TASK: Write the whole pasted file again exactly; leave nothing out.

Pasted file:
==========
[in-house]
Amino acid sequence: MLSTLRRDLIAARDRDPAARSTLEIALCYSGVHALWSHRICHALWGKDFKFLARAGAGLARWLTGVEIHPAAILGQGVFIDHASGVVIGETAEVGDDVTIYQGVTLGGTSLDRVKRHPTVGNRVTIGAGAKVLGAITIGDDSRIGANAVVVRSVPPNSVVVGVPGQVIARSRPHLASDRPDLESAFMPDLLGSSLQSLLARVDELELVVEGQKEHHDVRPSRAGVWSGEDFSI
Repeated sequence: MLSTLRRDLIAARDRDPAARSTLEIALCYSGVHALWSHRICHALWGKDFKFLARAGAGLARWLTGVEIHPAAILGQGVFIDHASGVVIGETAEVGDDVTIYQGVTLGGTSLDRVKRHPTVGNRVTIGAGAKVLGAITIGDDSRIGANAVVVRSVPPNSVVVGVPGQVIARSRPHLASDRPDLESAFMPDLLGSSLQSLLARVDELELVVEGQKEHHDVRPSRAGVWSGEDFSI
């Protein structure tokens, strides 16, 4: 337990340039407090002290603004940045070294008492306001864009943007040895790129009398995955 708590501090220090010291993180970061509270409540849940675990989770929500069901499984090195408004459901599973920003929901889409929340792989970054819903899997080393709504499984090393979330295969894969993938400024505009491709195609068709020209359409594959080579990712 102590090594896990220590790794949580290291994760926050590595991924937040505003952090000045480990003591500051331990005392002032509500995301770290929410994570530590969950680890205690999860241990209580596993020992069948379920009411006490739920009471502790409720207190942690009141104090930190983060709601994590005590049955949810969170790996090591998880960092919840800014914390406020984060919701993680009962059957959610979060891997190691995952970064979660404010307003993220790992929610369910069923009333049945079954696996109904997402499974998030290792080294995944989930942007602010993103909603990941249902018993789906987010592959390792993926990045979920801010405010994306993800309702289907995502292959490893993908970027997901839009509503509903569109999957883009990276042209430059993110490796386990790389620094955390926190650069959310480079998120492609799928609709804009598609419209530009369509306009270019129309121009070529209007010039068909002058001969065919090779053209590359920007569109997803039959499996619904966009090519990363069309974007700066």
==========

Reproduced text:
[in-house]
Amino acid sequence: MLSTLRRDLIAARDRDPAARSTLEIALCYSGVHALWSHRICHALWGKDFKFLARAGAGLARWLTGVEIHPAAILGQGVFIDHASGVVIGETAEVGDDVTIYQGVTLGGTSLDRVKRHPTVGNRVTIGAGAKVLGAITIGDDSRIGANAVVVRSVPPNSVVVGVPGQVIARSRPHLASDRPDLESAFMPDLLGSSLQSLLARVDELELVVEGQKEHHDVRPSRAGVWSGEDFSI
Repeated sequence: MLSTLRRDLIAARDRDPAARSTLEIALCYSGVHALWSHRICHALWGKDFKFLARAGAGLARWLTGVEIHPAAILGQGVFIDHASGVVIGETAEVGDDVTIYQGVTLGGTSLDRVKRHPTVGNRVTIGAGAKVLGAITIGDDSRIGANAVVVRSVPPNSVVVGVPGQVIARSRPHLASDRPDLESAFMPDLLGSSLQSLLARVDELELVVEGQKEHHDVRPSRAGVWSGEDFSI
């Protein structure tokens, strides 16, 4: 337990340039407090002290603004940045070294008492306001864009943007040895790129009398995955 708590501090220090010291993180970061509270409540849940675990989770929500069901499984090195408004459901599973920003929901889409929340792989970054819903899997080393709504499984090393979330295969894969993938400024505009491709195609068709020209359409594959080579990712 102590090594896990220590790794949580290291994760926050590595991924937040505003952090000045480990003591500051331990005392002032509500995301770290929410994570530590969950680890205690999860241990209580596993020992069948379920009411006490739920009471502790409720207190942690009141104090930190983060709601994590005590049955949810969170790996090591998880960092919840800014914390406020984060919701993680009962059957959610979060891997190691995952970064979660404010307003993220790992929610369910069923009333049945079954696996109904997402499974998030290792080294995944989930942007602010993103909603990941249902018993789906987010592959390792993926990045979920801010405010994306993800309702289907995502292959490893993908970027997901839009509503509903569109999957883009990276042209430059993110490796386990790389620094955390926190650069959310480079998120492609799928609709804009598609419209530009369509306009270019129309121009070529209007010039068909002058001969065919090779053209590359920007569109997803039959499996619904966009090519990363069309974007700066």